I was checking my DNS server against www.dnsreport.com and saw this warning message:
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"Your domain does not have an SPF record. This means that spammers can easily send out E-mail that looks like it came from your domain, which can make your domain look bad (if the recipient thinks you really sent it), and can cost you money (when people complain to you, rather than the spammer). You may want to add an SPF record before October 1, 2004, the target date for domains to have SPF records in place."
What would the steps be to accomplish this on a Windows 2000 DNS server and what would the record look like when viewing from the DNS MMC?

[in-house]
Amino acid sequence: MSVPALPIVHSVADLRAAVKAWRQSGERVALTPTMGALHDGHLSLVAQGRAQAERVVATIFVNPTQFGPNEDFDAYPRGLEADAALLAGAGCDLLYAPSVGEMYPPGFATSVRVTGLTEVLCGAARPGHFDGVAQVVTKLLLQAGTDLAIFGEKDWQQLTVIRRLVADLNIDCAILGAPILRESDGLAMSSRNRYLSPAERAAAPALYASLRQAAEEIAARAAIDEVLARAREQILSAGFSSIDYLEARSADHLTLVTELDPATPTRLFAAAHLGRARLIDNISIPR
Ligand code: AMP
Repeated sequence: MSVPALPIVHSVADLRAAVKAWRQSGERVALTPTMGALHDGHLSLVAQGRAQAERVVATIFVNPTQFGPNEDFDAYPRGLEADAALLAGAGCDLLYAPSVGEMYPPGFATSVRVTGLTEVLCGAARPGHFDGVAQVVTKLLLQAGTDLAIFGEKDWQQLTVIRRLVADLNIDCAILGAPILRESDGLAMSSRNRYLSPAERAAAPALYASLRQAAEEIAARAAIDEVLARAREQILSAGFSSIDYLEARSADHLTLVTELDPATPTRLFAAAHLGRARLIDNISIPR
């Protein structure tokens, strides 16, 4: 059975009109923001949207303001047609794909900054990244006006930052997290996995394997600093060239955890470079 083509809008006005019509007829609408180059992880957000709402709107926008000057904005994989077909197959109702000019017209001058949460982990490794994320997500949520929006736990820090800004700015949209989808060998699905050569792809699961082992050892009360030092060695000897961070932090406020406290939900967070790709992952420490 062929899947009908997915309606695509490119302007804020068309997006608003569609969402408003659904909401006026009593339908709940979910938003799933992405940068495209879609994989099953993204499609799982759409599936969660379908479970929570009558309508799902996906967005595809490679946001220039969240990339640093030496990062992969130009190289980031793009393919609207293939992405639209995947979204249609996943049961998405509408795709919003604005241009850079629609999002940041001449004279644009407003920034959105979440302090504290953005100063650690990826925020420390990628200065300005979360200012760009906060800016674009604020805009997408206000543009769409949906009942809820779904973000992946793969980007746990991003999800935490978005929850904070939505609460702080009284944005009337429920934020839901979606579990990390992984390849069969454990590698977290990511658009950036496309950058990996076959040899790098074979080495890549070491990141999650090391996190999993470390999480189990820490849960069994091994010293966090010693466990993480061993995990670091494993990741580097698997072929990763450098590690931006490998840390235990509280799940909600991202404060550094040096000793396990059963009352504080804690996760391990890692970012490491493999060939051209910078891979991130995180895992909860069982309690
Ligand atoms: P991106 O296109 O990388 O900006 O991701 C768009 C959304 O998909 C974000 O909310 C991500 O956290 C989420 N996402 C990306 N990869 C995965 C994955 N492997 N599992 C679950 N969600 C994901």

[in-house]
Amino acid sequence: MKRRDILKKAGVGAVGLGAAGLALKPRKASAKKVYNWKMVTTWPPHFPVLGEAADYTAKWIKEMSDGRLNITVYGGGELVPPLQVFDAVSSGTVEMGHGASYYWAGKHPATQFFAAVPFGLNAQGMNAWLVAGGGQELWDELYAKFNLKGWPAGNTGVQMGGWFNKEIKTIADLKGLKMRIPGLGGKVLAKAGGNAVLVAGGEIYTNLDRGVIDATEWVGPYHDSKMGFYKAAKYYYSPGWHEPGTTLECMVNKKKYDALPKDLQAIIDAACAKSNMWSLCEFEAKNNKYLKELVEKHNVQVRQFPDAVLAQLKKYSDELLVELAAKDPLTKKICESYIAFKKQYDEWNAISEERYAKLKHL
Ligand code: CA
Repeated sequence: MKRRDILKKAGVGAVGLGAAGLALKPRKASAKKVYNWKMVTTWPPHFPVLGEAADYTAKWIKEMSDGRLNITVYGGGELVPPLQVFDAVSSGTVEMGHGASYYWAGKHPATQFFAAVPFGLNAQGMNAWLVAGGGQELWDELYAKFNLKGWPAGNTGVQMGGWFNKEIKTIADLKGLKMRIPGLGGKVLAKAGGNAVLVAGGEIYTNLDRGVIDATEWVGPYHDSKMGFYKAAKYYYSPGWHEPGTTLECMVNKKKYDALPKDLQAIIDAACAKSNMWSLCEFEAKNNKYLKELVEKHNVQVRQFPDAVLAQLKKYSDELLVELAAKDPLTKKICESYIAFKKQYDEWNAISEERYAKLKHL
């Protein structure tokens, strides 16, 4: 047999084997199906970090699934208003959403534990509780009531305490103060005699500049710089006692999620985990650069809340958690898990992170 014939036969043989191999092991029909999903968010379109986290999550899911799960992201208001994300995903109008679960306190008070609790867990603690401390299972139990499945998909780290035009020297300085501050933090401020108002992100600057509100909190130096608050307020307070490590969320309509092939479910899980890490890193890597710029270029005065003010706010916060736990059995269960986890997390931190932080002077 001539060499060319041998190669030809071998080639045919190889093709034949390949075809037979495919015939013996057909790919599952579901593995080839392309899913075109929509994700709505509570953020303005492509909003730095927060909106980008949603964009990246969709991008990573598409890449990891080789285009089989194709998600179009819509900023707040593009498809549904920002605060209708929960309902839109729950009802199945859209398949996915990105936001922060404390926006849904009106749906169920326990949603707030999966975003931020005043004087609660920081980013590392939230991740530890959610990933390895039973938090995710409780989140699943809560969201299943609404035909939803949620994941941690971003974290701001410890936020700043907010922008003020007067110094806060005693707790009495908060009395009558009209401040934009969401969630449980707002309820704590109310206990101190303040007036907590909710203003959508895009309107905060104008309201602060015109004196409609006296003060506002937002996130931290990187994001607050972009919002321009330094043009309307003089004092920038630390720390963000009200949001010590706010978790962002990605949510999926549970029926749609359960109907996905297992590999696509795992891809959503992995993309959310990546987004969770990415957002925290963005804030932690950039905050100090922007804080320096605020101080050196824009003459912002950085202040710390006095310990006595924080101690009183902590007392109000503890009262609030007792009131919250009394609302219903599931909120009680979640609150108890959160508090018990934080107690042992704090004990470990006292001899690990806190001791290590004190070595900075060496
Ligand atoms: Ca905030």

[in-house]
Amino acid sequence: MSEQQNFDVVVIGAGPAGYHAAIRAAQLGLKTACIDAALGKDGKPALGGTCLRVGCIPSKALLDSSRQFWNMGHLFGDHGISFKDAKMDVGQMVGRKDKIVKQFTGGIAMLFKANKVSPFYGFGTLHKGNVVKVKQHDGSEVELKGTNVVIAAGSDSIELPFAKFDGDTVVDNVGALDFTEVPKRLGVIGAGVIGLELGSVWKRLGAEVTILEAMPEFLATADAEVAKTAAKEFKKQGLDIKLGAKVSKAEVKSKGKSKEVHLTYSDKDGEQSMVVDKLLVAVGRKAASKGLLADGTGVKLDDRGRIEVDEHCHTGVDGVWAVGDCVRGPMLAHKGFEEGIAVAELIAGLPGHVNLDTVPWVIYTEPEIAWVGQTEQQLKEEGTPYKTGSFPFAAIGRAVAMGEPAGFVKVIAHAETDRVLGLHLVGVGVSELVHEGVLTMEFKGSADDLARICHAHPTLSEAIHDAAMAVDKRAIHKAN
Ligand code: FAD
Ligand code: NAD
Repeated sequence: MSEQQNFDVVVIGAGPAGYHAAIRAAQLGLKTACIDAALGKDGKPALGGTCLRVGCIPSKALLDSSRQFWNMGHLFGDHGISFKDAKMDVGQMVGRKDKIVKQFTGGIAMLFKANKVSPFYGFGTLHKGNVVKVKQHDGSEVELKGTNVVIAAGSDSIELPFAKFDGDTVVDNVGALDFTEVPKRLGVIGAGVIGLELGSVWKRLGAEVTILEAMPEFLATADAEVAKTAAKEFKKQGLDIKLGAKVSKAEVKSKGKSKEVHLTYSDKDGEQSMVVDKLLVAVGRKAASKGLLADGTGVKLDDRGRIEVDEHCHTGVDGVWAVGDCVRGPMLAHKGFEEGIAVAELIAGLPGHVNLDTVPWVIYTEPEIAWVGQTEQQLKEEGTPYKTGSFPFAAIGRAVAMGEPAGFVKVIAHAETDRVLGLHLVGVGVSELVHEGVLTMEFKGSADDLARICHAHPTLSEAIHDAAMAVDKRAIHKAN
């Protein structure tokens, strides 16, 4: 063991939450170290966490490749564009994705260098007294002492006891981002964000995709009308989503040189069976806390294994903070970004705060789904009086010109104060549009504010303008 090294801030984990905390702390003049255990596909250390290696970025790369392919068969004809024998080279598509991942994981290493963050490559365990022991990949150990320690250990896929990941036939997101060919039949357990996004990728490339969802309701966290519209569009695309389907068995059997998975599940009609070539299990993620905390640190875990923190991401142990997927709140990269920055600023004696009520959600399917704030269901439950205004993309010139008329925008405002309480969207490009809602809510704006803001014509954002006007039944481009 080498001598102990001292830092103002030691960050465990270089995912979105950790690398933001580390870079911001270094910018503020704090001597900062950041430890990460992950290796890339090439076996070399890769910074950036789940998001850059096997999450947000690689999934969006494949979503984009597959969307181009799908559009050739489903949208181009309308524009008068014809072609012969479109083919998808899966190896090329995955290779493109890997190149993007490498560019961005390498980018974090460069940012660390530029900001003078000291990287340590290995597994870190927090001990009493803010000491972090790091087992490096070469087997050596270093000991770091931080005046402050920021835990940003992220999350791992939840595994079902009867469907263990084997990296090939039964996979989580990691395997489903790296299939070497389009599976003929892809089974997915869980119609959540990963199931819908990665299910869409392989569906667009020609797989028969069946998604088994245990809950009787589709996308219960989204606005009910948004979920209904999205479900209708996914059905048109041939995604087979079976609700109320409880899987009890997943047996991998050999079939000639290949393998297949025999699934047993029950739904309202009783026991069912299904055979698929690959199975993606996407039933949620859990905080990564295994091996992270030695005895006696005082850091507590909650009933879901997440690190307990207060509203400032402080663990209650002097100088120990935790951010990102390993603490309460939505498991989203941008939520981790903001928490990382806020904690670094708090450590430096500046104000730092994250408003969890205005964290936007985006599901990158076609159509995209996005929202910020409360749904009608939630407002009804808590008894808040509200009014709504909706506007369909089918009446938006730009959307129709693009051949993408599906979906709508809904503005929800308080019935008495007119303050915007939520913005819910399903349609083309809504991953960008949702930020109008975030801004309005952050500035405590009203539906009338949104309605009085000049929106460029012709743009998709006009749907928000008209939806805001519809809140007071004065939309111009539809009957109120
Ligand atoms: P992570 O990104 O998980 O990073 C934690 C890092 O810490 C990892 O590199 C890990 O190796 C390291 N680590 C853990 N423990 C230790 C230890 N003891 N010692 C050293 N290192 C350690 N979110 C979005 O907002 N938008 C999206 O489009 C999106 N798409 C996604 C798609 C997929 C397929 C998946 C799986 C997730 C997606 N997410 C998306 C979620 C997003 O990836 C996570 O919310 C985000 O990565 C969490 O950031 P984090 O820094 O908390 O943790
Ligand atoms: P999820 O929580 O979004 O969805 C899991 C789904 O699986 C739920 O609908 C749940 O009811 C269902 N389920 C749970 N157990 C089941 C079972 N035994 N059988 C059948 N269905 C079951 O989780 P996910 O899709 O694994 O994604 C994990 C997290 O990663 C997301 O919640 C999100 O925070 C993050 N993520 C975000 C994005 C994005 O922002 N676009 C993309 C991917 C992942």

Also, is this something that everyone should impliment?
To support SPF, you need to add special TXT records to your zone data that describe the mail servers authorized to send mail from your domain names. Let's say your mail comes from either foo.com or mail.foo.com (that is, your e-mail addresses are of the form email@example.com or firstname.lastname@example.org). From the DNS MMC snap-in, select the foo.com zone and add two TXT records to it, one for foo.com and one for mail.foo.com. (To add a TXT record, select Action - Other New Records. Then, in the Resource Record Type window, choose TXT and select Create Record.) To determine what to add in the space labeled "Text:", use the excellent SPF Wizard at http://spf.pobox.com/.
I think SPF is well worth implementing. It'll help prevent spammers from spoofing your e-mail addresses in the junk they send, and give recipients greater assurance that the mail you send really came from you. And it's easy to set up.
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